Remarks:
i.p./1st segment
Dose / conc.:
800 mg/kg bw/day (nominal)
Remarks:
i.p./1st segment
Dose / conc.:
0.1 other: %
Remarks:
drinking water/ 2nd segment
Dose / conc.:
0.2 other: %
Remarks:
drinking water/ 2nd segment
Dose / conc.:
0.5 other: %
Remarks:
drinking water/ 2nd segment
No. of animals per sex per dose:
i.p: 10 males per group
d.w.: 8 males per group
Control animals:
yes, concurrent vehicle
Details on study design:
Post-exposure period: Not applicable
Observations and clinical examinations performed and frequency:
Clinical observations were performed daily throughout the testing period. Animals were assessed for overall activity, posture, balance, breathing rate and evidence of diarrhea. Bodyweights were measured weekly. Behavioral Testing: In the i.p. study, behavioral testing was evaluated in a quiet room to which the animals had been acclimated. These observations were conducted 'blind' by a single observer. Although unclear from the publication, behavioral testing was assumed to be limited to Morris water maze and motor activity testing. Performance in the Morris water maze and spontaneous motor activity were assessed in the animals dosed with 0, 100, 200, and 400 mg/kg EMA i.p.. The water maze tests were conducted by allowing the rat to swim for 60 seconds or until it located and climbed onto the escape platform. The rats were given 5 trials per day with a one minute rest between each trial. Escape latencies were summed across trials. Motor activity was measured using an automated system that measured horizontal and vertical photo beam breaks. Photo beam interruptions were summed over a one-hour period.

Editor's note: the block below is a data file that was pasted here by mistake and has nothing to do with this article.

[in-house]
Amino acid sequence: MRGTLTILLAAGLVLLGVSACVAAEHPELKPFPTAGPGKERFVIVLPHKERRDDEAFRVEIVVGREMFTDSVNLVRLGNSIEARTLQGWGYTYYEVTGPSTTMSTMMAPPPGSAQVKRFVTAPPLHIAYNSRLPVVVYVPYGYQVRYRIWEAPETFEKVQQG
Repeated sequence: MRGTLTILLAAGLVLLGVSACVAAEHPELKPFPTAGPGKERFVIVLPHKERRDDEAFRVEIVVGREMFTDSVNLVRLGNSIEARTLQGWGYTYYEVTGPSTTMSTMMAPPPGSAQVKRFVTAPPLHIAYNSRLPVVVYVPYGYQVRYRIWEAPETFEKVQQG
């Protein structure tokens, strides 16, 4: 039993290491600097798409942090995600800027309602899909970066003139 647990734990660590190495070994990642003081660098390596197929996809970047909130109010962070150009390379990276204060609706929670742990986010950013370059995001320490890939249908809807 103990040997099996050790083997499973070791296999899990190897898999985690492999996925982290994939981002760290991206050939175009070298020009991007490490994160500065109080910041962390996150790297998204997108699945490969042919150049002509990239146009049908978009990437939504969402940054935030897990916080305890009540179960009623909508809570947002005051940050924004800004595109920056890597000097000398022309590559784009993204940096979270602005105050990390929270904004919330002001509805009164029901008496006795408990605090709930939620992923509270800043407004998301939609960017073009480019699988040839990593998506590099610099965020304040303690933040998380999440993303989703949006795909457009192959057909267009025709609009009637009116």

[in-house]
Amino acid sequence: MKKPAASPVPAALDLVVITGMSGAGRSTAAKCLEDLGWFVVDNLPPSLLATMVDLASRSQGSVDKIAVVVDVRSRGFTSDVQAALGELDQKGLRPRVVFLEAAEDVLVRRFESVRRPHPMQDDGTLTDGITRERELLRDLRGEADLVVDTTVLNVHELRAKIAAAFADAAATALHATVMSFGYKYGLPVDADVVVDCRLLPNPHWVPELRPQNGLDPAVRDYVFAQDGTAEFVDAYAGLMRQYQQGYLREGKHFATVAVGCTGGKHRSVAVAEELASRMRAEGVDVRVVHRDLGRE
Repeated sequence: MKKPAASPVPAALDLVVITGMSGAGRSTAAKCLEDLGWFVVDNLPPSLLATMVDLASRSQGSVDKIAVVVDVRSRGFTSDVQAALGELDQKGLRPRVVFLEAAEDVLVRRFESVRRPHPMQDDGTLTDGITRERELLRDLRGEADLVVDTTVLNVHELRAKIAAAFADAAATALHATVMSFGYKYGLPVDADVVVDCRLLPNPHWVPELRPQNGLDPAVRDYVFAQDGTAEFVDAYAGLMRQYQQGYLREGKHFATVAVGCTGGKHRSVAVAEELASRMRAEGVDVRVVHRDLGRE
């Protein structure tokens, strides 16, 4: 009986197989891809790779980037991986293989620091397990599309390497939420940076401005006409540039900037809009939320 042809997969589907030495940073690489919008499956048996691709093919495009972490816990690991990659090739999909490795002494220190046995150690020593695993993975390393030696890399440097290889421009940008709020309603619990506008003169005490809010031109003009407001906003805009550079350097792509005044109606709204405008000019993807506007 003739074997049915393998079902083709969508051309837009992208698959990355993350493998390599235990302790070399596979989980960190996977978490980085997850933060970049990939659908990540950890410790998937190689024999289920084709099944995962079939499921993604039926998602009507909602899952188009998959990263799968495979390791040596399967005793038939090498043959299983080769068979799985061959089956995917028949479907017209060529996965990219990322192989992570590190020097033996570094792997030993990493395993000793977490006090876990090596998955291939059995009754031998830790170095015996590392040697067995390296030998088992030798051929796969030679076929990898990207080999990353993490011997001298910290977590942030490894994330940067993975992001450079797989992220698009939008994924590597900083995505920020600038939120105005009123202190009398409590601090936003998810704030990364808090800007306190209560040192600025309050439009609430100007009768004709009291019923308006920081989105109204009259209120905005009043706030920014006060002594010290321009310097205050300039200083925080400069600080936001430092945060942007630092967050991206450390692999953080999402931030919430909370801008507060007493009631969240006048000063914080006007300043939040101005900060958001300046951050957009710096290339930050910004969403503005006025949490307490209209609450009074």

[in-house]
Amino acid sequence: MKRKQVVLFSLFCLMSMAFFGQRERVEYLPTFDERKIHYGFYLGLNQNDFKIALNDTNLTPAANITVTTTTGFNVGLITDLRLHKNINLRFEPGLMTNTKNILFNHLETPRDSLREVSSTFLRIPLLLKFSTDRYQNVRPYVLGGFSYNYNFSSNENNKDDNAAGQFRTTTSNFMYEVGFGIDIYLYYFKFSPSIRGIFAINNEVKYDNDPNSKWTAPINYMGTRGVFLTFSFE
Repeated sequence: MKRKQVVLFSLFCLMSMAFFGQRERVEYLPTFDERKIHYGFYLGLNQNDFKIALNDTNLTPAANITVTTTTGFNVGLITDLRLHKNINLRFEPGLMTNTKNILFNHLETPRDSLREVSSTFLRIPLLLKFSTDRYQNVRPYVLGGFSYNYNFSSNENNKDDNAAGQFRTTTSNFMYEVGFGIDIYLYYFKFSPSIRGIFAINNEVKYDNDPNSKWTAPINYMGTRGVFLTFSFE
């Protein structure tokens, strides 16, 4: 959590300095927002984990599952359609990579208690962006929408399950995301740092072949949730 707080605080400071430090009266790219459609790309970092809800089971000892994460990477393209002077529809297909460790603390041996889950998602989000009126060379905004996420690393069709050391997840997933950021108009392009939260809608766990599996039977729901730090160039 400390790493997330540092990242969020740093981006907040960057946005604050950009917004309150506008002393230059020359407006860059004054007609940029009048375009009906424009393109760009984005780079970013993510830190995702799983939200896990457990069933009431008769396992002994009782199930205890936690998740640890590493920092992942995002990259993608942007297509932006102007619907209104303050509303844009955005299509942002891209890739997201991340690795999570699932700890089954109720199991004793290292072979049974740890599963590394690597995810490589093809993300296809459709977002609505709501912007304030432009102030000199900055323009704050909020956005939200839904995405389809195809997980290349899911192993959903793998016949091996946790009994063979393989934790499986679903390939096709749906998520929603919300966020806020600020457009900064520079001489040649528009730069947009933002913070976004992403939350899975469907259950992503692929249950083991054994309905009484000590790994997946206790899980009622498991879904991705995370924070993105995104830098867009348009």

Sacrifice and (histo)pathology:
After 60 days of test substance administration in the drinking water, the animals were anesthetized with 50-mg/kg i.p. injection of sodium pentobarbital and were intracardially perfused with saline, followed by 4% phosphate buffered paraformaldehyde (pH 7.4). The brain, spinal cord and sciatic nerve were harvested and fixed in the same fixative solution. The brain and spinal cord were embedded in paraffin wax, select samples of the sciatic nerve were embedded in epoxy resin and histopathology was conducted on these select tissues.
Statistics:
Data analysis: The Mann-Whitney U-test was used to determine treatment-related mortality and the Kruskal-Wallis test was used to determine dose dependence. For all parametric measures ANOVA, analysis of variance, was used to determine the treatment related effects. Effects were considered significant at p<0.05.
Clinical signs:
effects observed, treatment-related
Mortality:
mortality observed, treatment-related
Body weight and weight changes:
effects observed, treatment-related
Histopathological findings: non-neoplastic:
effects observed, treatment-related
Details on results:
Abou-Donia
--
Histopathology (non-neoplastic): yes

I.P.: